Research Papers:

Patient-derived glioblastoma cultures as a tool for small-molecule drug discovery

Ling F. Ye, Eduard Reznik, Joshua M. Korn, Fallon Lin, Guizhi Yang, Kimberly Malesky, Hui Gao, Alice Loo, Raymond Pagliarini, Tom Mikkelsen, Donald C. Lo, Ana C. deCarvalho _ and Brent R. Stockwell _

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Oncotarget. 2020; 11:443-451. https://doi.org/10.18632/oncotarget.27457

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Ling F. Ye1, Eduard Reznik1, Joshua M. Korn2, Fallon Lin2, Guizhi Yang2, Kimberly Malesky2, Hui Gao2, Alice Loo2, Raymond Pagliarini2, Tom Mikkelsen4, Donald C. Lo3, Ana C. deCarvalho4 and Brent R. Stockwell1,5

1 Department of Biological Sciences, Columbia University, New York, NY 10027, USA

2 Novartis Institutes for BioMedical Research, Cambridge, MA 02139, USA

3 Center for Drug Discovery and Department of Neurobiology, Duke University Medical Center, Durham, NC 27710, USA

4 Departments of Neurosurgery, Henry Ford Hospital, Detroit, MI 48202, USA

5 Department of Chemistry, Columbia University, New York, NY 10027, USA

Correspondence to:

Ana C. deCarvalho,email: [email protected]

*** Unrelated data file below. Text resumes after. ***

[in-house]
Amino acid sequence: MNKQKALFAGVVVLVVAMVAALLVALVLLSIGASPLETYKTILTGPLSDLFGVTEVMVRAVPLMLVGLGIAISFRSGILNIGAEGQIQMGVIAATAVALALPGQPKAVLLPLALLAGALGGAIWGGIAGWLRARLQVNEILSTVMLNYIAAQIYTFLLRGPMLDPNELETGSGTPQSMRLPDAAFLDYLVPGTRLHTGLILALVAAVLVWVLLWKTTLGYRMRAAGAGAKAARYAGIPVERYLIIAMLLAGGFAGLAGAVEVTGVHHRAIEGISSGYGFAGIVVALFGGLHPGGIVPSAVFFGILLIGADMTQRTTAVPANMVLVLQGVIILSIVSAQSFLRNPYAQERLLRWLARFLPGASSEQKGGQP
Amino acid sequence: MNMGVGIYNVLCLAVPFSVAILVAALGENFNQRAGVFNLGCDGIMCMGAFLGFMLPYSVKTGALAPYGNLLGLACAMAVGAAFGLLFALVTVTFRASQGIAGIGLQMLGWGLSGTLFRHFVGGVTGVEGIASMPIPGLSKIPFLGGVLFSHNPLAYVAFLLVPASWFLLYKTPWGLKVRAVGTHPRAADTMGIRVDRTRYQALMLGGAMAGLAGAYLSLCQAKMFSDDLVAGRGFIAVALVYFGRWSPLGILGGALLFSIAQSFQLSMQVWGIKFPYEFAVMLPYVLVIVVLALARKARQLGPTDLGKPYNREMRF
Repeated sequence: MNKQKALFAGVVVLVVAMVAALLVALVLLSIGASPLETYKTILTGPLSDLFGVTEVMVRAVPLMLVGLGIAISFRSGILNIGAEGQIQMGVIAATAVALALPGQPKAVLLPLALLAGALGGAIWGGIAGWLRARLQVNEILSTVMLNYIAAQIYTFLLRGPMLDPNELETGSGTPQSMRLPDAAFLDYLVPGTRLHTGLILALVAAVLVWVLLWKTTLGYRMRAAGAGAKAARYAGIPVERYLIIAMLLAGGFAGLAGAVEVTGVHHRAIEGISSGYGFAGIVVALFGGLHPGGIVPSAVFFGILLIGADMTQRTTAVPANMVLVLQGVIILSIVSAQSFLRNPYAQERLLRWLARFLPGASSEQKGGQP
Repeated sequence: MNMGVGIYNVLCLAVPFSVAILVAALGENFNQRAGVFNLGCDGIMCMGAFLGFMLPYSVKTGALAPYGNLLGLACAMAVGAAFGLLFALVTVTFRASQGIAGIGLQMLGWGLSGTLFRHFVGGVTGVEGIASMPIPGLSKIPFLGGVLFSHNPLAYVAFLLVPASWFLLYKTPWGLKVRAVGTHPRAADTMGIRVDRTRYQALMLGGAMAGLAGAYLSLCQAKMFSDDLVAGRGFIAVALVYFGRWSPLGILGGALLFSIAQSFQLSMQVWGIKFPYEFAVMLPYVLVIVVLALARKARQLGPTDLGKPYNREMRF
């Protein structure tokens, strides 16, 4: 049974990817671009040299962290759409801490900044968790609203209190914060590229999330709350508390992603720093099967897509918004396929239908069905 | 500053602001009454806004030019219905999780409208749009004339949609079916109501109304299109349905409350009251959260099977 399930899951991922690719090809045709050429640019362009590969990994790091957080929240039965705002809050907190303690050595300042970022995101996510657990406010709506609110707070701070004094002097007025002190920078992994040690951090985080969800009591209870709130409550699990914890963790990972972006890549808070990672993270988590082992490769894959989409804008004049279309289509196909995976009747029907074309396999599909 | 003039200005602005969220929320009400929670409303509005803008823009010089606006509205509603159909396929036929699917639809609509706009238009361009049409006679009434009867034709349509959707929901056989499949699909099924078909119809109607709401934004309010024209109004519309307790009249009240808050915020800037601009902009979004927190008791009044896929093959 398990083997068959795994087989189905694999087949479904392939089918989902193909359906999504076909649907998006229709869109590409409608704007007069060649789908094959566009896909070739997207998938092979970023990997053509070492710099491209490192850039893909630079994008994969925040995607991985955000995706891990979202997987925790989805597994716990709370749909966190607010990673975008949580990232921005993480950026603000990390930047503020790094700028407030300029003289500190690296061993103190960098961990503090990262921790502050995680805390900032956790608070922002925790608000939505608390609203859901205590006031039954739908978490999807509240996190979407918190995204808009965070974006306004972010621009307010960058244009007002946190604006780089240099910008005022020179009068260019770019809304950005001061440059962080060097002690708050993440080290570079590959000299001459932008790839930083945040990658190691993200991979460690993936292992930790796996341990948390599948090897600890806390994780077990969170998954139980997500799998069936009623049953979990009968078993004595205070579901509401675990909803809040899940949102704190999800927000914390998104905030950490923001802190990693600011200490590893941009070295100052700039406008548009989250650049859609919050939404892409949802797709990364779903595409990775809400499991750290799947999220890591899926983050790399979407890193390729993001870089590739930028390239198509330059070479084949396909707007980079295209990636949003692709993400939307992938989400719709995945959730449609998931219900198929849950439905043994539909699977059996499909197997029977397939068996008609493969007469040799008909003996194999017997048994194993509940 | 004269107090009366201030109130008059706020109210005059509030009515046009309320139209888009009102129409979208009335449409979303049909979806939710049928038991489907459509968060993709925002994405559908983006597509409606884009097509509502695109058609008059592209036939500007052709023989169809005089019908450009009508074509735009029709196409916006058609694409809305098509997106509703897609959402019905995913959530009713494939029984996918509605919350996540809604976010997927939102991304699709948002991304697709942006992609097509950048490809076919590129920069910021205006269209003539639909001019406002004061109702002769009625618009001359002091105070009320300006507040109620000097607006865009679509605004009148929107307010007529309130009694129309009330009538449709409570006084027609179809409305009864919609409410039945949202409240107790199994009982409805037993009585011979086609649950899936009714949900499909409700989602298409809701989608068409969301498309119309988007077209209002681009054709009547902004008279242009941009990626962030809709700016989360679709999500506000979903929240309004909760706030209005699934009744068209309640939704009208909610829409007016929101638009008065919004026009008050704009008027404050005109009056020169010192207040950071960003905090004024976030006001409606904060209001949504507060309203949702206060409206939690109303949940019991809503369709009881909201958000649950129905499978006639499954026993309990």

Brent R. Stockwell,email: [email protected]

Keywords: cell death; chemical biology; glioma; cancer

Received: November 30, 2019     Accepted: January 04, 2020     Published: January 28, 2020


There is a compelling need for new therapeutic strategies for glioblastoma multiforme (GBM). Preclinical target and therapeutic discovery for GBMs is primarily conducted using cell lines grown in serum-containing media, such as U-87 MG, which do not reflect the gene expression profiles of tumors found in GBM patients. To address this lack of representative models, we sought to develop a panel of patient-derived GBM models and characterize their genomic features, using RNA sequencing (RNA-seq) and growth characteristics, both when grown as neurospheres in culture, and grown orthotopically as xenografts in mice. When we compared these with commonly used GBM cell lines in the Cancer Cell Line Encyclopedia (CCLE), we found these patient-derived models to have greater diversity in gene expression and to better correspond to GBMs directly sequenced from patient tumor samples. We also evaluated the potential of these models for targeted therapy, by using the genomic characterization to identify small molecules that inhibit the growth of distinct subsets of GBMs, paving the way for precision medicines for GBM.

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